Enter Benjamin Creme (follower of Helena Blavatsky and Alice Bailey) and Share International:

About Share International

Share International is a worldwide network of individuals and groups whose purpose is to make known the fact that Maitreya the World Teacher for the coming age and his group, the Masters of Wisdom, are now among us, emerging into the public arena gradually, so as not to infringe human free will.

In addition to the information on this site and sister sites in other languages, free materials are distributed around the world to the public and media by volunteers in many countries.

Another vehicle for the dissemination of this information is Share International, a monthly magazine read in over 70 countries. Along with reports about the progress of Maitreya’s emergence, it includes articles relevant to his priorities: realization by humanity of our divine nature; a world at peace; restoration of the environment; sharing of the world’s resources; and adequate and appropriate food, housing, healthcare and education for all people.

British futurist Benjamin Creme, foremost spokesperson for this message, has for more than 30 years been preparing the way for Maitreya’s emergence. He is the author of numerous books, translated into many languages, and editor of Share International magazine.

Sister groups
Share International Foundation is a registered non-profit organization with offices in London and Amsterdam. Affiliated groups in other countries are also operated on a non-profit basis. They include, among others, Tara Press (UK), Share International USA, Tara Canada, Share Japan, Editions Tetraeder (Germany), Share Ediciones (Spain), and Partage International (France). All are independent entities but work co-operatively and present one message. This is done through distributing the magazine, publishing and/or distributing Benjamin Creme’s books, arranging lecture tours for Mr Creme and other speakers, maintaining numerous web sites, and responding to public and media enquiries.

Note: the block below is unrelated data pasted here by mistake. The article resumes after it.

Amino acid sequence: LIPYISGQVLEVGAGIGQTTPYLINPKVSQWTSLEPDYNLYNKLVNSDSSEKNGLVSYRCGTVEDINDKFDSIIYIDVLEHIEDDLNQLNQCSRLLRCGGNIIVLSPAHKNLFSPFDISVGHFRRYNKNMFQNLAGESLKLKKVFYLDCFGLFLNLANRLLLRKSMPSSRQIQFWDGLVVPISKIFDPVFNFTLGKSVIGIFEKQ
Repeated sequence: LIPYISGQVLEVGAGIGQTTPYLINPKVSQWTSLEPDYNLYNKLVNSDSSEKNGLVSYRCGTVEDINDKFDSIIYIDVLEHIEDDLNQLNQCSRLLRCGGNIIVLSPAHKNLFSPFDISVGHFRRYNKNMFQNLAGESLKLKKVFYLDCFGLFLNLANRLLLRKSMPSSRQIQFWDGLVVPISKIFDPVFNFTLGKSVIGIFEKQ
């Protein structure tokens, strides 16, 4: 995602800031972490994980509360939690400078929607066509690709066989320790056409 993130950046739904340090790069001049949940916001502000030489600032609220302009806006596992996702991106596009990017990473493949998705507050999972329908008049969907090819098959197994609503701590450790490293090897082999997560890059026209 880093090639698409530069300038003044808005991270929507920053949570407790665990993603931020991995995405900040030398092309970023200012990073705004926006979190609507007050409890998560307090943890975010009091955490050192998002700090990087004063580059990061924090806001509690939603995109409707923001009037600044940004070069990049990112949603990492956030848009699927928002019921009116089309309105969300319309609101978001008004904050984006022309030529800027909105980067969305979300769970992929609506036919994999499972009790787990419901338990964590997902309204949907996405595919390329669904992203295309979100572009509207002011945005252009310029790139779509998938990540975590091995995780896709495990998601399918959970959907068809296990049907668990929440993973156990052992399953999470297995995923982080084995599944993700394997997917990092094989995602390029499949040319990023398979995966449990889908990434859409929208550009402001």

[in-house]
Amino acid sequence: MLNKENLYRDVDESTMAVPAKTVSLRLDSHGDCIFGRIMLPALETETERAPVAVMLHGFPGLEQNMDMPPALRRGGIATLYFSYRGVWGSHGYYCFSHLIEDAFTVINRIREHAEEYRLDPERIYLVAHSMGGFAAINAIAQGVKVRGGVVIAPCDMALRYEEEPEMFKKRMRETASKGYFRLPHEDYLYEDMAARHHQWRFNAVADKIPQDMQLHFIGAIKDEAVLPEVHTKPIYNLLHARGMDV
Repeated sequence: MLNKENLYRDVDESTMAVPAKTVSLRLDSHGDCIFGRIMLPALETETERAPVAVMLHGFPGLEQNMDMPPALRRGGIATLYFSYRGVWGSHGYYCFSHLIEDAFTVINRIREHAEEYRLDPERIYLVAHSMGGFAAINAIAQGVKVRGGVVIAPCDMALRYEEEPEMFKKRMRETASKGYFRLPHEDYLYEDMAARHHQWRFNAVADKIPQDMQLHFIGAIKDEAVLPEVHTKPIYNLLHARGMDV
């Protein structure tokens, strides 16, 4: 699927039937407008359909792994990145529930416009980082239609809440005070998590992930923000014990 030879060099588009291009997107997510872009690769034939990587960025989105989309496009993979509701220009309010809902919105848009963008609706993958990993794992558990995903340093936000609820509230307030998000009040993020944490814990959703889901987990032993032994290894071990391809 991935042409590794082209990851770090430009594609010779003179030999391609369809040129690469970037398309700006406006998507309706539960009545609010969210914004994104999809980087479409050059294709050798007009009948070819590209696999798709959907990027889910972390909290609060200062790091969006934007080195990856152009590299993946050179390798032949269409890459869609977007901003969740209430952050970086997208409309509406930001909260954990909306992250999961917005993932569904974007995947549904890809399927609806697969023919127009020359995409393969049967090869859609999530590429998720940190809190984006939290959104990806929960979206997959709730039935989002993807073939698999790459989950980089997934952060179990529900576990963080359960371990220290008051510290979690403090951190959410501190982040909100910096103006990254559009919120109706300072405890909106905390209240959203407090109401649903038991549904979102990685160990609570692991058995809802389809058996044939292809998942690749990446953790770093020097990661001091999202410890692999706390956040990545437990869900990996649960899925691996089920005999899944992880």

All revenues, of which more than 80% come from individual/private (not corporate or governmental) donors and only 20% from the sale of books and magazines, are used to disseminate information about the emergence of Maitreya and the Masters of Wisdom, the Ageless Wisdom teachings, and the need for sharing and justice in the world.

Benjamin Creme’s role
Benjamin Creme is editor of Share International magazine and chairman of the Dutch/British Share International Foundation. He receives no compensation for this work, accepts no royalties from the sales of the magazine and his books, or honoraria for his lectures. He serves in no official capacity with any of the other groups/organizations that have formed around the ‘Reappearance work’ but freely offers guidance when asked. Most of the groups invite Benjamin Creme to their countries at least once a year, during which he gives free public lectures and introduces Transmission Meditation.

Which then leads to the United Nations Meditation room which I will have to hold for another post because this article has become incredibly long and the print on The NGO Committee On Spirituality, Values and Global Concerns, United Nations, New York is tiny and there are some rather interesting names I want to research before we go any further. This is plenty to chew on. Maitreya = The World Teacher that Blavatsky, Besant, and Bailey spoke about and who all three appear to think is the one true God (aka Lucifer; Lucifer Publishing, Lucis Trust).

Now didn’t I tell you that you would have a hard time believing it?…